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A Taste Of Cabernet

A Taste Of Cabernet Sauvignon

Cabernet Sauvignon is one of the noble varieties. It grows in many wine places around the world and people know it, and can for the most part pronounce it. I’ll refer to it as Cabernet for this article. But briefly I’ll acknowledge his father vine; Cabernet Franc, and that Cabernet Sauvignon has surpassed it in every way. As I expect my off-spring will do to me. But what makes Cabernet so great? And what is the taste of Cabernet Sauvignon? When you buy a bottle, what should you expect?

Cabernet is responsible for some of the greatest wines in the world

Looking squarely at Bordeaux, and more specifically a handful of appellations on the Left Bank of Bordeaux, you get wines that are amazing. Intense, structured, long-lived, and for mere mortals like I, bankruptingly expensive. Thankfully, I have lots of friends with old Bordeaux in their cellar and they generously share with me.

Invest in your happiness. Buy Cabernet
The classic flavours of Cabernet

Cassis (black currant), violets, mint, dark and red fruits. Oak is often a large flavouring component of a Cabernet wine and when done well, it folds back into the wine after long bottle age. Structurally you have a variety with lots of natural tannin that is often augmented with oak tannins. High acid, moderate weight. But it builds texture in the bottle and somehow becomes this amazingly balanced and harmonious wine. Overall though, Cabernet should be elegant. It should be long finishing, palate refreshing and moreish. For that reason, I don’t drink a lot of Napa, Barossa or Coonawarra Cabernet. However, that is not to disparage drinking good quality examples of all of these places.

Bordeaux 1998

With age

Cabernet looks more like hung meats, spices, leather and savoury. But it holds its core of fruit really well. It is quite an attractive wine with age. In fact, one reason I believe that it is not more popular than Shiraz or Pinot is because you really need to give it at least 8 years but more like 15 to see the charm that Shiraz and Pinot give up from nearly day one.

Beware the capsicum. There is a problem with unripe or under-ripe Cabernet. It is freaking disgusting. It can be sour, thin and unpleasant. This is why you don’t see much Cabernet from Mornington or from Austria.

The dirty secret of Cabernet

He can’t do it on his own. Cabernet for all his might and power, has flaws. Like a Stan Lee super hero, Cabernet is totally likeable but often teams up with others to save the day. Back to Bordeaux and you will see that almost every great Cabernet there has a fairly high percentage of Merlot in the blend. Not to mention there is often a whiff of dear old dad, Cabernet Franc. And then occasionally you’ll see Petit Verdot, Malbec and maybe some Carmenere.

What are these flaws? First of all, is the Cabernet doughnut. The wines of Cabernet often have power upfront, and length at the back but in the middle of the palate it is sadly lacking. Enter Merlot, the plush and affable grape that fills in that hole wonderfully while adding some charm to Cabernet, which on its own can be quite tannic and acidic. Cabernet Franc brings some much needed perfume and can add acid and juiciness. Malbec can be great for colour and vibrancy, in some ways it does what Merlot does in that regard. Petit Verdot is a difficult grape to grow, often only gets ripe in the great years and then it is a little superfluous. But Verdot adds structure and complexity. So the other varieties temper that to an extent as well.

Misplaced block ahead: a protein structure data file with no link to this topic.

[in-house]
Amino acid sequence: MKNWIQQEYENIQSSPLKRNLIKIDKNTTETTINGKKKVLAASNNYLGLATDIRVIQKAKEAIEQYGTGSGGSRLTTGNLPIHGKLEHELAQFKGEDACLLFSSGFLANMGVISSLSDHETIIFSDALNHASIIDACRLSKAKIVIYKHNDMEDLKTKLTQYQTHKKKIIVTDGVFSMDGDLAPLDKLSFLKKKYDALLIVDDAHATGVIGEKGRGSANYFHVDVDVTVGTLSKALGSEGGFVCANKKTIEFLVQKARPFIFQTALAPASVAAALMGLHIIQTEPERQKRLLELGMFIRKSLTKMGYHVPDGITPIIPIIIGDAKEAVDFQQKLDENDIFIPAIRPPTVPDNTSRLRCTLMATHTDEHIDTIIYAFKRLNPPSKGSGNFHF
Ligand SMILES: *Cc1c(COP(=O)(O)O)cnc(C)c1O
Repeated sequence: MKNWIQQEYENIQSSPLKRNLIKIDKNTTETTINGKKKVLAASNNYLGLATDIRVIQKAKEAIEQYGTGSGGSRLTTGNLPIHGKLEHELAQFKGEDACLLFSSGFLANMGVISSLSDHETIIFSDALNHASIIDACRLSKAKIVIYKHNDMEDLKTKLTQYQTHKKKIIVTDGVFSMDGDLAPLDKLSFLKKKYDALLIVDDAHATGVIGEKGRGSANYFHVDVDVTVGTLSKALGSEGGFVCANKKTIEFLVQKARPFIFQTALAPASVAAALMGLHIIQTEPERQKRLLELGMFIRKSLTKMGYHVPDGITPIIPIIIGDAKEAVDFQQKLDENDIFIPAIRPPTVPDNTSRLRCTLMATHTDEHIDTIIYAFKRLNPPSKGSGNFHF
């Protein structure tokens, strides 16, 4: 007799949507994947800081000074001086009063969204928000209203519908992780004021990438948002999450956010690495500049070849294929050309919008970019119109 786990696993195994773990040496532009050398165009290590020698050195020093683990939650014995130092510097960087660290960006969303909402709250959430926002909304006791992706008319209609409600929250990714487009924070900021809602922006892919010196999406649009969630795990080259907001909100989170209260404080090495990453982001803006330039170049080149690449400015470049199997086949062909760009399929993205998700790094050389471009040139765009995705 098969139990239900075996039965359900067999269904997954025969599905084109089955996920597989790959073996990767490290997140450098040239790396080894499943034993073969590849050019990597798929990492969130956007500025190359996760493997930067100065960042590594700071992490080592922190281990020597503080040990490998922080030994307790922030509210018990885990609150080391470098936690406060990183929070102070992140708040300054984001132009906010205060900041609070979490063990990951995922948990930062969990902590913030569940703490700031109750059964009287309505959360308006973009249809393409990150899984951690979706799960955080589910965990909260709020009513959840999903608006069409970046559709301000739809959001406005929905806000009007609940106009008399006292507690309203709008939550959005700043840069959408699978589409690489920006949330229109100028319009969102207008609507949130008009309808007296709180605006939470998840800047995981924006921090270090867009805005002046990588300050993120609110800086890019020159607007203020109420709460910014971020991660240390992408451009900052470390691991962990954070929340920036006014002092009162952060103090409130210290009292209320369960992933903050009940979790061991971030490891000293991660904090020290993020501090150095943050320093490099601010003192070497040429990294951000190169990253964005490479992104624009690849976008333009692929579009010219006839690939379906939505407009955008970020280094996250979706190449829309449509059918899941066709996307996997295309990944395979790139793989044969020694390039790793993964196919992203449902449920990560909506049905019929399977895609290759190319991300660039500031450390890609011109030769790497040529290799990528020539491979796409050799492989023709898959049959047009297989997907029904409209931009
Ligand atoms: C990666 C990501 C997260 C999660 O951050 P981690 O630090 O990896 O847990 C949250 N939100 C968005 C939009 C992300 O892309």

If we look closer to home, in Australia, you’ll find Cabernet blended with Shiraz. The Bordealais would think we are heathens for doing this. But for me, this is as Australian as Vegemite, Sparkling Shiraz and stealing claiming New Zealand talent as our own. This is more of a warm climate blend, where the relatively structured Cabernet corsets the exuberant Shiraz. The flavours meld together so well and the ability to improve with age is undeniable.

Cabernet and Food

Roast lamb is classic Cabernet food. The fat on the lamb is the perfect foil to the structure of Cabernet and if you add some mint, and you’re heading to a heavenly match. Steak frites is always a good option; rare rump steak or rib-eye with French fries. Mature cheeses, cheddar, gouda, parmesan are all classic. As are most game dishes, braises, and BBQ flavours.

Cabernet Places

As we have discussed. Cabernet grows everywhere. But these are the places that in my opinion are capable of making great Cabernet. And by great it has to bold, tannic, and built to last. If that isn’t what they make that is fine, those flavours for me are what makes Cabernet great. If I don’t want to drink that, I’ll pick a different style of wine.

For the most part, Cabernet seems like having the sea/ocean nearby to provide a cooling influence. It is a late ripening variety and this can be a pain in places where rain in common during

FranceBordeauxPauillac, St-Julien, Margaux, St-Estephe, Graves, Pessac-Leognan, various parts of Medoc and Haut-Medoc

AustraliaYarra Valley, Barossa Valley, Langhorne Creek, Margaret River, Coonawarra, Wrattonbully, Beechworth

New ZealandHawkes Bay, Waiheke Island

ArgentinaMendoza

Chile

USANapa, Sonoma

ItalyTuscanyBolgheri, Maremma

South Africa

The most important thing

Drink Cabernet. Drink great examples of it and drink it when it is ready. That means waiting! You can do it. You will be rewarded for it.

Invest in your happiness. Buy Cabernet